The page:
In this post I wish to discuss flock generalised quadrangles. As mentioned in the first of this series, John has already discussed these a bit in a previous post so my main aim will be to flesh that out and provide more background. I have relied heavily on Maska Law’s PhD thesis which is available from Ghent’s PhD theses in finite geometry page.

Recall that a conic ${\mathcal{C}}$ is the set of zeros of a nondegenerate quadratic form on ${\mathrm{PG}(2,q)}$. Embed ${\mathrm{PG}(2,q)}$ as a hyperplane ${\pi}$ in ${\mathrm{PG}(3,q)}$ and take a point ${P}$ not on ${\pi}$. For each of the ${q+1}$ points of ${\mathcal{C}}$ there is a unique line through such a point and ${P}$. Let ${\mathcal{K}}$ be the set of all ${q^2+q+1}$ points on these ${q+1}$ lines. The set ${\mathcal{K}}$ is called a quadratic cone with vertex ${P}$. Now ${\mathsf{P}\Gamma\mathsf{L}(4,q)}$ acts transitively on the set of pairs ${(P,\pi)}$ of points ${P}$ and hyperplanes ${\pi}$ of ${\mathrm{PG}(3,q)}$ where ${\pi}$ does not contain ${P}$, and the stabiliser of such a pair induces ${\mathrm{GL}(3,q)}$ on ${\pi}$ and so acts transitively on the set of conics contained in ${\pi}$ . Thus all quadratic cones of ${\mathrm{PG}(3,q)}$ are equivalent.
An easy way to construct a quadratic cone is to take the zeros of the degenerate quadratic form ${Q(x)=x_2^2-x_1x_3}$, where ${x=(x_1,x_2,x_3,x_4)}$. Here we take ${P}$ to be ${\langle (0,0,0,1)\rangle}$ and ${\pi=\langle (1,0,0,0),(0,1,0,0),(0,0,1,0)\rangle}$. The zeros of ${Q}$ on ${\pi}$ form the conic ${\{\langle (1,t,t^2,0)\rangle\mid t\in\mathsf{GF}(q)\}\cup \{\langle (0,0,1,0) \rangle\}}$. Note that for any plane ${\pi'}$ of ${\mathsf{PG}(3,q)}$ the set of zeros of ${Q}$ on ${\pi'}$ forms a conic. This is all reminiscent of the classical case of a cone in ${\mathbb{R}^3}$, where the intersections of a plane with the cone are the conic sections and are either a point, a circle, an ellipse, a parabola or a hyperbola.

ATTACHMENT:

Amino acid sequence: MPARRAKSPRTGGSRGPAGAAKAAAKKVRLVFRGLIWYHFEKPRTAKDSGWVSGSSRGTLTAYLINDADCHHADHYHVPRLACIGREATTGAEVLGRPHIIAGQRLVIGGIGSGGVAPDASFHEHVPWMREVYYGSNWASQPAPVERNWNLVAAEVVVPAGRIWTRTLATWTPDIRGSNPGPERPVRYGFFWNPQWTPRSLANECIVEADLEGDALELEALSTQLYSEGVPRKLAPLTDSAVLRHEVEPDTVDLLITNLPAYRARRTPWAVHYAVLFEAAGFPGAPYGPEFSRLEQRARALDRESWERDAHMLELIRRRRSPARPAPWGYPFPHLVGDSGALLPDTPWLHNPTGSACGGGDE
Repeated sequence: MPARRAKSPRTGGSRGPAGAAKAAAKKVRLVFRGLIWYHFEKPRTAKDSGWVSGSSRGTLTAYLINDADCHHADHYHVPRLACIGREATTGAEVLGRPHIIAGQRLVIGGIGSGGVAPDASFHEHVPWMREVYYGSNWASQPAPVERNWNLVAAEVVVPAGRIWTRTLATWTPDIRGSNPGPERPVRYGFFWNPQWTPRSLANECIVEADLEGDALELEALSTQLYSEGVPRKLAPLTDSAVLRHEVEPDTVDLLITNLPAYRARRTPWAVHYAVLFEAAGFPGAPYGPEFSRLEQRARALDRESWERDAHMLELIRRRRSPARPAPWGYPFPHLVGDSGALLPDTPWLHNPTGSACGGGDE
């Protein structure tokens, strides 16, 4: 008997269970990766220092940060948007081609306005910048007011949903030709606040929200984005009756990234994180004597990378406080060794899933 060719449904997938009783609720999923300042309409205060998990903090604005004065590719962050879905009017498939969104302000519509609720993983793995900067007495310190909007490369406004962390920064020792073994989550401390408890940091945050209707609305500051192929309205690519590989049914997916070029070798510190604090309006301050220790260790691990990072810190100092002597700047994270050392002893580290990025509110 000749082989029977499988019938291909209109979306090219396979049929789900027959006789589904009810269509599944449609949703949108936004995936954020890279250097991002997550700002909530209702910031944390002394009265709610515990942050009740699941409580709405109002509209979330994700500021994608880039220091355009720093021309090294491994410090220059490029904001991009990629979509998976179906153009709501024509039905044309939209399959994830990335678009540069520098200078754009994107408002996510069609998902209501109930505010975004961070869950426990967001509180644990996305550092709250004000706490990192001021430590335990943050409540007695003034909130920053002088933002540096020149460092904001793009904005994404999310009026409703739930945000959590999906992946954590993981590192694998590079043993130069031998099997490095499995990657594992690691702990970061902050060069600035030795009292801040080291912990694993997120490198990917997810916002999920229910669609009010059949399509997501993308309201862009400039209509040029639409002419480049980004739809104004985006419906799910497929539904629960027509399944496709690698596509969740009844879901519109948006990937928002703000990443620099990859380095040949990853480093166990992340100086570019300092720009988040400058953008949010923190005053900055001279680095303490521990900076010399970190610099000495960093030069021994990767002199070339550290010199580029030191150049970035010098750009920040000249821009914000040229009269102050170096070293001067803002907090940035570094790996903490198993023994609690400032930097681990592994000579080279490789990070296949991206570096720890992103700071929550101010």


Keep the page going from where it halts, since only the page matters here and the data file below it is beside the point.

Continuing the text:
A flock of a quadratic cone ${\mathcal{K}}$ with vertex ${P}$ is a partition of ${\mathcal{K}\backslash\{P\}}$ into ${q}$ disjoint conics. Each conic is the intersection of ${\mathcal{K}}$ with a plane. Let ${\ell}$ be a line of ${\mathrm{PG}(3,q)}$ which intersects ${\mathcal{K}}$ trivially. Then ${\ell}$ is contained in ${q+1}$ planes, one of which contains ${P}$. Each of the remaining ${q}$ planes containing ${\ell}$ meets each of the lines which make up ${\mathcal{K}}$ and hence meets ${\mathcal{K}}$ in ${q+1}$ points. Such a set of ${q+1}$ points is a conic. Morever, since the intersection of two planes through ${\ell}$ is ${\ell}$, the ${q}$ conics we obtain are all disjoint and so we get a flock. Such a flock is called a linear flock.